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Cybercrime in 2023: ransomware, LockBit, and emerging hacktivism


With the war in Ukraine continuing and new cyber gangs emerging, many start to wonder: what’s waiting for us in 2023 on the cyber front?

Intel 471 released its 471 Cyber Threat Report, which details threats and predictions for the cybercrime landscape in 2023.

When it comes to the most affected regions by breaches, North America topped the list, followed by Europe. The US was targeted most often, as well as Germany, the U.K., Italy, and France. The report ties such findings with these countries being the world’s largest economies – consequentially, threat actors perceive Western companies as “worth” going after and more likely to pay a ransom. These regions will likely remain the most affected ones “by offers of unauthorized access to data, compromised networks, or systems in the underground.”

The consumer and industrial products sector was the most targeted by cybercriminals (19.6%,) which covers a wide range of organizations and consumers globally. This trend is also predicted to persist in 2023.

“This poses significant risk to global operations within the sector, as well as their third-party partners and supply chains, that process large volumes of valuable business data, customer information, payment card data and more,” the report elaborates.

It was followed by the manufacturing sector (15.3%) and the technology, media, and telecommunications sector (12.2%.)

Regarding the most common attack vectors, cybercriminals predictably opted for leveraging compromised credentials, such as access credentials for external remote services like Citrix, remote desktop protocol (RDP,) secure shell protocol (SSH,) and virtual private networks (VPNs).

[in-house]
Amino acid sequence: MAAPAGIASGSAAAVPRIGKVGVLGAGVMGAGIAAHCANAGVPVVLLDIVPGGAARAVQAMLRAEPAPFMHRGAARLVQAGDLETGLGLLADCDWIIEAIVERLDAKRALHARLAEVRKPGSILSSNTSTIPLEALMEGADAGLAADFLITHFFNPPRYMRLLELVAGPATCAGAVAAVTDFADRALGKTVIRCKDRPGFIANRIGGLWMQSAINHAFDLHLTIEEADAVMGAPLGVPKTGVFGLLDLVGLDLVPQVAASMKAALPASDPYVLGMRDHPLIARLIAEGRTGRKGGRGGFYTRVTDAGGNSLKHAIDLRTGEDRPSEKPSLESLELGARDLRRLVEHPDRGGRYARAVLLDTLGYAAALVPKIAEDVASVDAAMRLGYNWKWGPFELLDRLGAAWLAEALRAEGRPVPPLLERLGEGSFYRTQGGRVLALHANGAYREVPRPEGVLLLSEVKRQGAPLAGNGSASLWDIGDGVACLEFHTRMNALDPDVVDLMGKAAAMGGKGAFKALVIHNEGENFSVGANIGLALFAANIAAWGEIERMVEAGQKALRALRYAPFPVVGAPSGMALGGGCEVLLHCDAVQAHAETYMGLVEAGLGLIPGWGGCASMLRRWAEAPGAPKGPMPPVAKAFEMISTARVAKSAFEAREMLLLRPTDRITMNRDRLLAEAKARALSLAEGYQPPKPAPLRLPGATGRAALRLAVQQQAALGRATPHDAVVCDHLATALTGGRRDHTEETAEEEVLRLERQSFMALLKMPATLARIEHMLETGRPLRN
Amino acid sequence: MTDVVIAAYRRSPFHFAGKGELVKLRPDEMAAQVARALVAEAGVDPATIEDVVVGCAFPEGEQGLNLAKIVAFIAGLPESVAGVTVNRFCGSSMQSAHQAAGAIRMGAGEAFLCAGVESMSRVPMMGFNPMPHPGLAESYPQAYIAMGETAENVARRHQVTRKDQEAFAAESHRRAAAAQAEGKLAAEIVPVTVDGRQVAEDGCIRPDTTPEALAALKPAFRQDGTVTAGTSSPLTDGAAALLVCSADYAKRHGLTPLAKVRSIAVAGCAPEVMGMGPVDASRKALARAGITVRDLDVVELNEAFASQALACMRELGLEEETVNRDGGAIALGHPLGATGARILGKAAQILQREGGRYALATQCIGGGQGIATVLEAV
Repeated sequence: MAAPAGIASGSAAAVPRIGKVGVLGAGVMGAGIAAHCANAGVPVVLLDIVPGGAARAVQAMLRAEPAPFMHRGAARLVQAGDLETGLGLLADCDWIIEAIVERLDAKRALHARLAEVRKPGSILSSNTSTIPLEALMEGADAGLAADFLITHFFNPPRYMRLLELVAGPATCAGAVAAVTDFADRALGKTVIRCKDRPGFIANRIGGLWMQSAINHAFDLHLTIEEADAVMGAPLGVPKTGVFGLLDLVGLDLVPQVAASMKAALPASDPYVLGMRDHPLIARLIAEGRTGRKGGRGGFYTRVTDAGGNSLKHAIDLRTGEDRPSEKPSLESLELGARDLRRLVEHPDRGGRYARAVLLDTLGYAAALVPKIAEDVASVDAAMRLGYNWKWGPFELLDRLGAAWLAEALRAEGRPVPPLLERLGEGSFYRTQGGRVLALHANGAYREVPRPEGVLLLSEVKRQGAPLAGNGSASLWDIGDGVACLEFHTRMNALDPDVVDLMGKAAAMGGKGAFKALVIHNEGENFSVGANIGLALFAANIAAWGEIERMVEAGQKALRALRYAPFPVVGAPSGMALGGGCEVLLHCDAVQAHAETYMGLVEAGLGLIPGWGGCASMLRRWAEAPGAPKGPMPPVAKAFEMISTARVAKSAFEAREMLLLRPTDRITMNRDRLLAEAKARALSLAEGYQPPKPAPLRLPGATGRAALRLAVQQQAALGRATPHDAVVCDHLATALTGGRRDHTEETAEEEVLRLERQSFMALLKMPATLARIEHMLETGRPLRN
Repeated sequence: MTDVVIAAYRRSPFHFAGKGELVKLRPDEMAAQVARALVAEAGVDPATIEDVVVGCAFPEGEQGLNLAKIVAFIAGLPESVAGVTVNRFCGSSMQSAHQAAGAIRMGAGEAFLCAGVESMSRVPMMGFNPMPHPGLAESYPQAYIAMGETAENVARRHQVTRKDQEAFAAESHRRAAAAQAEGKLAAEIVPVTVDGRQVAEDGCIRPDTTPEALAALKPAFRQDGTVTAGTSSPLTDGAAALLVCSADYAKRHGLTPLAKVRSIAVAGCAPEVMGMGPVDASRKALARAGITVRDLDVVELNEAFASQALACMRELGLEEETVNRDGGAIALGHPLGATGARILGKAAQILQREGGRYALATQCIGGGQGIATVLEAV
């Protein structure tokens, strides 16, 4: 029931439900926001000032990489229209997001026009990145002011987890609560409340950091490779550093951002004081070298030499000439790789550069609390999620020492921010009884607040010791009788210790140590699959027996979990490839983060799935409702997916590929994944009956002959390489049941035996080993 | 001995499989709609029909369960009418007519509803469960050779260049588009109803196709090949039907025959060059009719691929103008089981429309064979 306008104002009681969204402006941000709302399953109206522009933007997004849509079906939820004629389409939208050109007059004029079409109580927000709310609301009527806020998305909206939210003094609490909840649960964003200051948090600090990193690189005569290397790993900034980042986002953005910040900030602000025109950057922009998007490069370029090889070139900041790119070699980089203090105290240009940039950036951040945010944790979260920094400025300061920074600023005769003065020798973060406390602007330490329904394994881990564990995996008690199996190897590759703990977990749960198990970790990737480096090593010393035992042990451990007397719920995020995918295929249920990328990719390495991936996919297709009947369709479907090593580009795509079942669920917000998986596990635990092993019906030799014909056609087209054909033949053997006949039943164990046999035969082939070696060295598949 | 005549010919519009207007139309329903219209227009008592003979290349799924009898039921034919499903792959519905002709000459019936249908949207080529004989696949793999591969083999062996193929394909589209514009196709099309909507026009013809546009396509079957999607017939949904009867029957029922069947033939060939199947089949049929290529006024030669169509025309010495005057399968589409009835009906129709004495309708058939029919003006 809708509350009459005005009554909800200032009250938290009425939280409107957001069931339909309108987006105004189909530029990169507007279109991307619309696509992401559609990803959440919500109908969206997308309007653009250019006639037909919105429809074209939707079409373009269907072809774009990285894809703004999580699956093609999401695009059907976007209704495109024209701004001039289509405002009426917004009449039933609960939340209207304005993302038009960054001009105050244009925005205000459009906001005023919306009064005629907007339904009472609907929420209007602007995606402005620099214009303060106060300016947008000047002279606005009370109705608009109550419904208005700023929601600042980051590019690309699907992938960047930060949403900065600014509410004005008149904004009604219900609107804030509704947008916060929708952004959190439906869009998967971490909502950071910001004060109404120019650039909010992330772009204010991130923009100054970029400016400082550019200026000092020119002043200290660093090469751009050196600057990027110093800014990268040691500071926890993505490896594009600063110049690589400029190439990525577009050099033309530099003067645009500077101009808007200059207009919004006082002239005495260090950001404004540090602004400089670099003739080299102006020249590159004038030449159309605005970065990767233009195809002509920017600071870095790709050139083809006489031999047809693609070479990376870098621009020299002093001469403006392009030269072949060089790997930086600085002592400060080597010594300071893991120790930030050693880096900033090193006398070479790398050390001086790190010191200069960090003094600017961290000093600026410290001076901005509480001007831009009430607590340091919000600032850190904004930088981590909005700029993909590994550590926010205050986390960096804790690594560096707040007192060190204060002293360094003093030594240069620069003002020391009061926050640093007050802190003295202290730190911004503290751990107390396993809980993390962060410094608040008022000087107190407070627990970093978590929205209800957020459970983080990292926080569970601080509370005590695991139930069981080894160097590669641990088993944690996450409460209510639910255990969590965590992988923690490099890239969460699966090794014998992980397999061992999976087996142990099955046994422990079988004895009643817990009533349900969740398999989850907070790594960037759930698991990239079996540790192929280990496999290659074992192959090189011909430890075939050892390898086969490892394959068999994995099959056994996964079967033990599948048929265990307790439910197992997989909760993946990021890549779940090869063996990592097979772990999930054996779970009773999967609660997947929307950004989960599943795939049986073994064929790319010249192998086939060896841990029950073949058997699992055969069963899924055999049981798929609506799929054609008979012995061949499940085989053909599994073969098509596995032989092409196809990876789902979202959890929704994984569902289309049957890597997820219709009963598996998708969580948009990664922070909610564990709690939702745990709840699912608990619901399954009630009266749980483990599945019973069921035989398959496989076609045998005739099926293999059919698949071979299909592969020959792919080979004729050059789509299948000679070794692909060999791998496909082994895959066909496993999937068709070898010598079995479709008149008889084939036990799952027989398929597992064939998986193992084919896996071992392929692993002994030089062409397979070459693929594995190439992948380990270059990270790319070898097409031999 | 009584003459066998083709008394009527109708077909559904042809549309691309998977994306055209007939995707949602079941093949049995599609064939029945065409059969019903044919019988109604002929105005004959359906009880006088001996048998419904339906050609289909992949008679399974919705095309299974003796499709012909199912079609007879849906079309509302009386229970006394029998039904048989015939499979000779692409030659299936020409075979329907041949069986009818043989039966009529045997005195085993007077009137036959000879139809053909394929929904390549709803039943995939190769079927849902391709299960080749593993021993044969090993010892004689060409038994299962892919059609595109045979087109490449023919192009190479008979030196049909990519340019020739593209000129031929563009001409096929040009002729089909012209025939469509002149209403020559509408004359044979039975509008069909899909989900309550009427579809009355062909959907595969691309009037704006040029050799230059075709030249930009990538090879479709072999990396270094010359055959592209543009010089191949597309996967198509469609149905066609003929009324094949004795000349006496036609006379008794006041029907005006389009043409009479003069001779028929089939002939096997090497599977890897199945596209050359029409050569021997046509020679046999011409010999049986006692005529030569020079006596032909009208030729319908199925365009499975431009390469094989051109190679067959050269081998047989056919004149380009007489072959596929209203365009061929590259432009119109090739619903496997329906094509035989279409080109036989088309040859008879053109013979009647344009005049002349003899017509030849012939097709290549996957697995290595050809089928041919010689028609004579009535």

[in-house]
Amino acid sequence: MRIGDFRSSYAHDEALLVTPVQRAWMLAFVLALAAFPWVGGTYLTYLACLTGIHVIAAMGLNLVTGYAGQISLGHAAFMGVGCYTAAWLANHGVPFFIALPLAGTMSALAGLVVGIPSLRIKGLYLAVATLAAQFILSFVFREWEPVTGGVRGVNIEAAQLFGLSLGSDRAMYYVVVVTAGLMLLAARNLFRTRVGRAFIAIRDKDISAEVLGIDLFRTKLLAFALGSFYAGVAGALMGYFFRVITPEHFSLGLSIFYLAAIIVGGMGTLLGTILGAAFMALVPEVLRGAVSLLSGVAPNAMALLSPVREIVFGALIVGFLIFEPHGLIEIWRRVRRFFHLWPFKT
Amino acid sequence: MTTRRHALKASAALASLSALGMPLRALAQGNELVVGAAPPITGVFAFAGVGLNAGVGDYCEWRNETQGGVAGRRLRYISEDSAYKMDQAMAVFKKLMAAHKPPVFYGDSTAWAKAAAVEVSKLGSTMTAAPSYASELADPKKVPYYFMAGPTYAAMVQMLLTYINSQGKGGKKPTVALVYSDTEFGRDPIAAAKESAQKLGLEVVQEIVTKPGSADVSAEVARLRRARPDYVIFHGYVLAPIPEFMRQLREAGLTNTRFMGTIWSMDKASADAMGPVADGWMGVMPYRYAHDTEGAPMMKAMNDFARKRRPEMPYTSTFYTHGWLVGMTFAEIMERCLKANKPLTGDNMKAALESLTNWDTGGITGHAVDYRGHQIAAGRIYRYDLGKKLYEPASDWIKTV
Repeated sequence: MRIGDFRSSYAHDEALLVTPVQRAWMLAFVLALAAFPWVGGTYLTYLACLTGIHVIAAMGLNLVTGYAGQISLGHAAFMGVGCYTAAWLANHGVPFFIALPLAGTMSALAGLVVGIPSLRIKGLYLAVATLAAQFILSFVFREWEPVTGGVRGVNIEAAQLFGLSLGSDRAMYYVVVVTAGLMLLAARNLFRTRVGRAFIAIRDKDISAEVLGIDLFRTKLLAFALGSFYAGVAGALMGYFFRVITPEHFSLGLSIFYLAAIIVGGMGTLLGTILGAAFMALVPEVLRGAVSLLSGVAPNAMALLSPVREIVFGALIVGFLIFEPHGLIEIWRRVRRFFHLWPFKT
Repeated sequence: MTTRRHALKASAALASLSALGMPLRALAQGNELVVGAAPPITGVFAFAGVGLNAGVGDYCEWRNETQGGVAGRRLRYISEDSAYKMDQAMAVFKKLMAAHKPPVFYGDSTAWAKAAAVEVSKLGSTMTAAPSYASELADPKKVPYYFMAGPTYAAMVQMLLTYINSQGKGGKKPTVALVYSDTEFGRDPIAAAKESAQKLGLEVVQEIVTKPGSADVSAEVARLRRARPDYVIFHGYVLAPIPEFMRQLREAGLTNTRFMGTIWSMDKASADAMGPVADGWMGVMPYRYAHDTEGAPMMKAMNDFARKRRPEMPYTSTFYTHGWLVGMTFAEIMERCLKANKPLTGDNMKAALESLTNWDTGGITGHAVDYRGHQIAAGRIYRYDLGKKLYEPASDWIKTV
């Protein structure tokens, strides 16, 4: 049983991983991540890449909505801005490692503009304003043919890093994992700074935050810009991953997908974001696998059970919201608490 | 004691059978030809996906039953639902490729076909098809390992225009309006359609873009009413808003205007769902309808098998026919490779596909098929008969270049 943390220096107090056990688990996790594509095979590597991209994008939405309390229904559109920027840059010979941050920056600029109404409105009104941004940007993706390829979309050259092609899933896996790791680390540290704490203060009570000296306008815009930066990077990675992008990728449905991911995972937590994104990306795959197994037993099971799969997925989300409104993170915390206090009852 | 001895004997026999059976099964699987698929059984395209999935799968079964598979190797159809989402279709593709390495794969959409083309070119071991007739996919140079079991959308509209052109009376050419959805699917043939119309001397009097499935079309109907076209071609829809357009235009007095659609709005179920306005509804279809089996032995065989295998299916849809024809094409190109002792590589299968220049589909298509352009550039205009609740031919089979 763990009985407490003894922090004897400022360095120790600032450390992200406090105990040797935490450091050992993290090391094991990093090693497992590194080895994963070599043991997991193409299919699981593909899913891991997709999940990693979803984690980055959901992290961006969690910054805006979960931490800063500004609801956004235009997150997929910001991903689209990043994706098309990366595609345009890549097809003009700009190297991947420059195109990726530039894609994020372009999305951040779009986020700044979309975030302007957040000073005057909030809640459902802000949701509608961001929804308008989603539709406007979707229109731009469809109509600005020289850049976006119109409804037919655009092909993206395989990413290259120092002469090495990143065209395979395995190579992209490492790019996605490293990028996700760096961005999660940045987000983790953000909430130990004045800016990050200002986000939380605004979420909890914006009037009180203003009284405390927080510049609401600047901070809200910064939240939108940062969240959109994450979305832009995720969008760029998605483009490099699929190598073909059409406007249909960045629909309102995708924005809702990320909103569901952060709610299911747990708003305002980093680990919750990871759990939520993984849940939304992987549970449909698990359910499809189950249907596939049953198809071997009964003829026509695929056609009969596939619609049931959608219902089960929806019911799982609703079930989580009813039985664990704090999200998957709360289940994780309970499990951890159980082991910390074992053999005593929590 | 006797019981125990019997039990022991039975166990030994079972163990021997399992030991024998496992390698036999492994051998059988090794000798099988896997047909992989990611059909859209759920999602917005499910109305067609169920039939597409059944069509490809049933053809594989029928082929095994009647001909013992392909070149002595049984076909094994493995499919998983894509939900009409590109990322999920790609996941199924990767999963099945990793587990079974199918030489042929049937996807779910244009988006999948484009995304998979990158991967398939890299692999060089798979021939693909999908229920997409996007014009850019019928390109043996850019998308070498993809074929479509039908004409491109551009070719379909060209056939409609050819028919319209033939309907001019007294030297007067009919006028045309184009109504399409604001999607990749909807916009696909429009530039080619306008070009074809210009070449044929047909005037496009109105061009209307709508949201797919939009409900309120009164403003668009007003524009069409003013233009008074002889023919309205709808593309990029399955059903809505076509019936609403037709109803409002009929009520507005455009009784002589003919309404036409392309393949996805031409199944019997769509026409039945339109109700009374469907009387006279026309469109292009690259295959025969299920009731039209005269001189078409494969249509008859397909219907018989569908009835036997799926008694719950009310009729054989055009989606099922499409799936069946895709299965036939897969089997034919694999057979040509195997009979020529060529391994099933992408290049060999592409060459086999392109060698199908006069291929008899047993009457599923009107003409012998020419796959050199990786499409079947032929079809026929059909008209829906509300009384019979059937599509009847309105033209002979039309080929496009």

Companies also commonly suffered from untimely or missed security patches, with threat actors purchasing or developing exploits for vulnerabilities. The National Vulnerability Database (NVD) recorded 18,092 vulnerabilities disclosed in 2020 and 19,584 in 2021.

Intel predicts that these two will remain “the most used initial access tactics considering threat actors of any skill level can easily obtain ready-to-exploit credentials and vulnerabilities from the underground market, giving them the ability to impact countless organizations worldwide.”

Following the initial intrusion, cybercriminals implemented a variety of attack methods against organizations. Ransomware was extremely common, amounting to 80.5% of breaches in May 2022. LockBit 2.0 was the most-impactful strain at 30% of all reported breaches for that month, followed by Conti and Hive.

“Overall, LockBit 3.0 will likely be as impactful as version 2.0 until the group is faced with insurmountable defense mechanisms, is taken down by law enforcement or ceases operations,” the report suggests.

While the majority of threat actors are still financially-motivated, more hacktivist groups have emerged following Russia’s invasion of Ukraine. These typically target institutions or organizations that don’t align with their ideological or political agenda, hence being more likely to go after critical infrastructure and government bodies. According to Intel, there likely could be an increase in threat actors engaging in hacktivist activity as the war continues.

Other emerging evolving threats include one-time password bypass, supply chain attacks, and information stealer malware.


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